Blockchain on my Mind
It’s really hard to believe but I actually used to go hiking in jeans. That’s right, blue jeans. 100% cotton blue jeans.
Long before “cotton kills” became the mantra of the North Face set, everyone hiked in jeans. For years — mostly in the beautiful sunny summer, south of the Mason-Dixon line — it was actually just fine.
Until one day I got caught in a giant frigid rainstorm on Cannon Mountain in the White Mountains in New Hampshire. I quickly became soaked with icy water, my jeans drenched and hanging heavy. I’ll never forget getting off that mountain, jeans glued to my chilled skin. And then stripping down in the mountain parking lot, spreading everything on top of the car to dry out in the warm sun that had suddenly appeared.
A few years later I discovered these new zip-off hiking pants that could get wet and then dry almost instantly. This technology became a game changer for me. Suddenly, I achieved a decrease in unpleasant hiking time, a reduced risk from illness, and lower costs by avoiding a bad day on the mountain.
Blockchain, the distributed ledger that is everywhere in the news, is similar. Like with the zip-offs, some of us may be early adopters, some of us may have not even heard of it yet. But it’s a groundbreaking technology that is changing business at a breakneck speed.
Blockchain is a technology for applications that establishes trust, accountability and transparency while streamlining business processes. Approvals for items like letters of credit, invoices, mortgage verifications, clearings, and money transfers can now be done right away — and not take days to weeks to even months.
And don’t think that blockchain is just for the financial industry. The ledgers and smart contracts have great value cross-industry including supply chain, healthcare, government, retail. I’ve seen it work for shipping companies. I’ve seen an excellent use case for insurance companies. I’ve seen it replace lawyers.
IBM is part of the Hyperledger Project, a collaborative effort created to advance blockchain technology by identifying and addressing important features for a cross-industry open standard for distributed ledgers that can transform the way business transactions are conducted globally.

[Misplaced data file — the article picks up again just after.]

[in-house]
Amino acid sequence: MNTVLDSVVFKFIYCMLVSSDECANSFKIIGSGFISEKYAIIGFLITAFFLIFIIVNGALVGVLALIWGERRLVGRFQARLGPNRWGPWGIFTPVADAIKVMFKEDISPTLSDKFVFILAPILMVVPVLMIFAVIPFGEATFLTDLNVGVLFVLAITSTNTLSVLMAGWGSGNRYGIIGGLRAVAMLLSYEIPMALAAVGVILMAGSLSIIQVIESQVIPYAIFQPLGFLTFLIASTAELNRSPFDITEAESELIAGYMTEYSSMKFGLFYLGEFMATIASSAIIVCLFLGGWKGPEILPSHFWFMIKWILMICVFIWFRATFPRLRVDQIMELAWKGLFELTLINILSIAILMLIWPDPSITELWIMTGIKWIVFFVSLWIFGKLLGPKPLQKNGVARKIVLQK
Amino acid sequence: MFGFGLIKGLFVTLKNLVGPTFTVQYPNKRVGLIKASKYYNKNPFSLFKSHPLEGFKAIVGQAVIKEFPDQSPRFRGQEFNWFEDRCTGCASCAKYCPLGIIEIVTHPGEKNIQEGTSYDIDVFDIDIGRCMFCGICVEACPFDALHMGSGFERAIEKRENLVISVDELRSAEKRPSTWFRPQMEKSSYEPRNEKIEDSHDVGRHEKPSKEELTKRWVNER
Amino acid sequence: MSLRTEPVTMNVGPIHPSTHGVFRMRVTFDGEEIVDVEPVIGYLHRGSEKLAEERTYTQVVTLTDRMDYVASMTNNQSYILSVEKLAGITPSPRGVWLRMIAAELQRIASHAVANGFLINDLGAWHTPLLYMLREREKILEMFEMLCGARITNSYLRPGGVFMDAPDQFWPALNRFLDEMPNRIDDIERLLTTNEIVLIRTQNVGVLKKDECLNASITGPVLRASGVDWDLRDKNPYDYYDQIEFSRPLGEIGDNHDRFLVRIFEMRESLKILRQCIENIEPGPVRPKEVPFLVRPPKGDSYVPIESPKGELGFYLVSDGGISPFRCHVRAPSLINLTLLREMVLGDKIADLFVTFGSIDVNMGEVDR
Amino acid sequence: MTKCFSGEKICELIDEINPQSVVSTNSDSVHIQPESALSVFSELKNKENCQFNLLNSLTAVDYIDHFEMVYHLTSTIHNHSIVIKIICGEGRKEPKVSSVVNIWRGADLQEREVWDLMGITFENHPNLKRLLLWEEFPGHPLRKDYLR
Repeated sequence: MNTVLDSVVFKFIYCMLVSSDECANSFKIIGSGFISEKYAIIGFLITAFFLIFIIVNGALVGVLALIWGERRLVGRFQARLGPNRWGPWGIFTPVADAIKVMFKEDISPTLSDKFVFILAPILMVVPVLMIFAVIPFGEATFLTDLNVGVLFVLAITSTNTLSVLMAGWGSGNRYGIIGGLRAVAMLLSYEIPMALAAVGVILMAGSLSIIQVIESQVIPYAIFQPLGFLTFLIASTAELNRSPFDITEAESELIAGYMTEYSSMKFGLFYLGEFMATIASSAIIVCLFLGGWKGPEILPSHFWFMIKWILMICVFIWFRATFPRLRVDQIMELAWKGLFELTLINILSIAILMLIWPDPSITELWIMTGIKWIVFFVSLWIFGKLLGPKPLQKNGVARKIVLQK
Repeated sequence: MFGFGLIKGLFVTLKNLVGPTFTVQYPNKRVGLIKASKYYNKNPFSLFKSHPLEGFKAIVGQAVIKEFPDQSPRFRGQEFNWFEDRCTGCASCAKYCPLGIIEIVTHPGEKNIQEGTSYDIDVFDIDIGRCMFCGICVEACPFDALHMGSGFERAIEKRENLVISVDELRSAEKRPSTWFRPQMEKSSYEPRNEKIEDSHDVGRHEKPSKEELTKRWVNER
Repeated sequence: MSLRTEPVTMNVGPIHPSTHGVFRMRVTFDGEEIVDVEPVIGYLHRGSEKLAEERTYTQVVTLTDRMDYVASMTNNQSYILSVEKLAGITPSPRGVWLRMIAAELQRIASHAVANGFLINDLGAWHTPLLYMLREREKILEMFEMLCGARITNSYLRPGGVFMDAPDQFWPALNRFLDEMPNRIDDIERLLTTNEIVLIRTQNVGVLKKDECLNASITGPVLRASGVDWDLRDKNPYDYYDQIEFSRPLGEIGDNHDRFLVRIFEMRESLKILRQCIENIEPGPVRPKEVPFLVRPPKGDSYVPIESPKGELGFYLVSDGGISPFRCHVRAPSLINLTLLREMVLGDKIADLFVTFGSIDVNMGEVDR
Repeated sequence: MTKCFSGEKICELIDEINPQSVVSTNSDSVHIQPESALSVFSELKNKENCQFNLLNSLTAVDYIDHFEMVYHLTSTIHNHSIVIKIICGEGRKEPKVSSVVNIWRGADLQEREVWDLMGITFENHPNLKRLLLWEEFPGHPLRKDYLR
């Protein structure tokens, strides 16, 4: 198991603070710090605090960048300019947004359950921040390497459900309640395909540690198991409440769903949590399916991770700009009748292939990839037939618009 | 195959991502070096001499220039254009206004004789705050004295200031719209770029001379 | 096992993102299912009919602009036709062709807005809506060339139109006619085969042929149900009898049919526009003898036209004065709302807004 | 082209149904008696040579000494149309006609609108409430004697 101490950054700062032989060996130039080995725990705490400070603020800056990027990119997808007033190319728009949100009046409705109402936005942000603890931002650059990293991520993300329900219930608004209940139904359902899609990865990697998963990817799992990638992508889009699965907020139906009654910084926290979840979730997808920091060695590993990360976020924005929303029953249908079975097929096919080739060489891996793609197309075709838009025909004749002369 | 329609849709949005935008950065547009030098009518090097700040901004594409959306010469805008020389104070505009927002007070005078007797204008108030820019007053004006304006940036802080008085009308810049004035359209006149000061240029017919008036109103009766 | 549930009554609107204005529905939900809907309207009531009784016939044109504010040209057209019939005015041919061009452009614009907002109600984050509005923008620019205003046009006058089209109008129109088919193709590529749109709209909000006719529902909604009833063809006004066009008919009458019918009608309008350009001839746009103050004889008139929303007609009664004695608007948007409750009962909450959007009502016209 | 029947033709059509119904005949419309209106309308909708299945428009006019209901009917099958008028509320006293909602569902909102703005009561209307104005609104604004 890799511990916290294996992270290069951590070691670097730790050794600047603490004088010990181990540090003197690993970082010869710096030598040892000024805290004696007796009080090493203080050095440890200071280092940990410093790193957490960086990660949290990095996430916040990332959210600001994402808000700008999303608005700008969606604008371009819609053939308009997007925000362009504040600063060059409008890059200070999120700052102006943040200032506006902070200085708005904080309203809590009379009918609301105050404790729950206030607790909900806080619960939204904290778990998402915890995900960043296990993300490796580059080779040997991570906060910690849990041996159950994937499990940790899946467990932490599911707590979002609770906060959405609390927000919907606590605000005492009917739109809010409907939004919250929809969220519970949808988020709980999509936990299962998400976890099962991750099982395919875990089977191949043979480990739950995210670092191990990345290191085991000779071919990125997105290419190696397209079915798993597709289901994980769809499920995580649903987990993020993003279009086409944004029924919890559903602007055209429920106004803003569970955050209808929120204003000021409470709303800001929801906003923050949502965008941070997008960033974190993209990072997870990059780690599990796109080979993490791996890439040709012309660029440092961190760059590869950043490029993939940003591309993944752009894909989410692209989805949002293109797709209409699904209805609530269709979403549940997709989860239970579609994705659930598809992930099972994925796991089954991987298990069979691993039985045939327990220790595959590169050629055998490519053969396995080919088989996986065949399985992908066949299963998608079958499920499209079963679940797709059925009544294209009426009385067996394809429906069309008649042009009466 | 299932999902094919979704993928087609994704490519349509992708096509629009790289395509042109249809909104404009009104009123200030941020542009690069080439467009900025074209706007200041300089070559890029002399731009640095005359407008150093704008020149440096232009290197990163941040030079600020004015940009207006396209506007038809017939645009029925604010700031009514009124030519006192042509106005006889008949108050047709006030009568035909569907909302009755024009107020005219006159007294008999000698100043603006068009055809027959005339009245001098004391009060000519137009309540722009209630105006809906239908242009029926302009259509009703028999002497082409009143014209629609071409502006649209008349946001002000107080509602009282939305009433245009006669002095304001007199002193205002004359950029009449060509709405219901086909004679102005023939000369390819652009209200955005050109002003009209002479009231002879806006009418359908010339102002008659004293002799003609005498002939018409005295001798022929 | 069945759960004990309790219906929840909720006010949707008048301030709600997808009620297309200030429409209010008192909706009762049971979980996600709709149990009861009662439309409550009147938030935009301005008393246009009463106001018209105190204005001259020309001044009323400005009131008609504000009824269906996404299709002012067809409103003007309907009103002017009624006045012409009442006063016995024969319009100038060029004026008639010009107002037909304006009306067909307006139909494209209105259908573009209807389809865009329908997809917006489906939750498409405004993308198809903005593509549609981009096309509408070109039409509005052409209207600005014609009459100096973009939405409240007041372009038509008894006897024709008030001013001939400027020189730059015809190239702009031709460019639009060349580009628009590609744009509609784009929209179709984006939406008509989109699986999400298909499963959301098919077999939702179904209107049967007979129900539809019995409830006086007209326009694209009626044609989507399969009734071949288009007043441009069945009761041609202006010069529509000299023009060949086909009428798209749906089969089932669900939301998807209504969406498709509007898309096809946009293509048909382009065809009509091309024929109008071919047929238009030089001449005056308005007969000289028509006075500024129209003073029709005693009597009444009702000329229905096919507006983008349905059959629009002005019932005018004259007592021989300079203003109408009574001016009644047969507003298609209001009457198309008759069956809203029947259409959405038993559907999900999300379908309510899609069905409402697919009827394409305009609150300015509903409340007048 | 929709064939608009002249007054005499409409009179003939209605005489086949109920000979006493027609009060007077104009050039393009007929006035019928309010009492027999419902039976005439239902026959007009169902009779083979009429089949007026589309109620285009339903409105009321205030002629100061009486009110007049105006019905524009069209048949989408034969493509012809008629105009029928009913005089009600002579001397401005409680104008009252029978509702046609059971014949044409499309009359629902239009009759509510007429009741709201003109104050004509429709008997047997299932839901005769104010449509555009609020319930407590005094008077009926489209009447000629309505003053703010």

IBM can help with understanding which of your applications will benefit from blockchain and how to get started. Some sure indicators that a workload could benefit from blockchain include managing contractual relationships between more than two parties, complex business logic, and looking to reduce cost.
Using high end systems such as IBM z and Power systems for blockchain implementations is key. Blockchain can be deployed on these systems or connect to these systems to take advantage of the fast processors, memory, cache, hardware accelerators and cryptography, security and integration. The GoLang APIs, the RocksDB database, and the security and consensus algorithms, all on which blockchain relies, can really benefit from these features.
(In fact, lately I’ve been finding it hard to stop thinking about blockchain. True story: Late last night I was innocently reading a book on the couch about Rosemary Kennedy while someone in my family was fixing our kitchen door. And suddenly he started talking about the block plane he was using . . .)
Blockchain addresses 3 of the most important things in the world: Time, Cost, and Risk. So pick a project and get started. Like zip-offs, the world will never be the same.
The postings on this site solely reflect the personal views of the author and do not necessarily represent the views, positions, strategies or opinions of IBM or IBM management.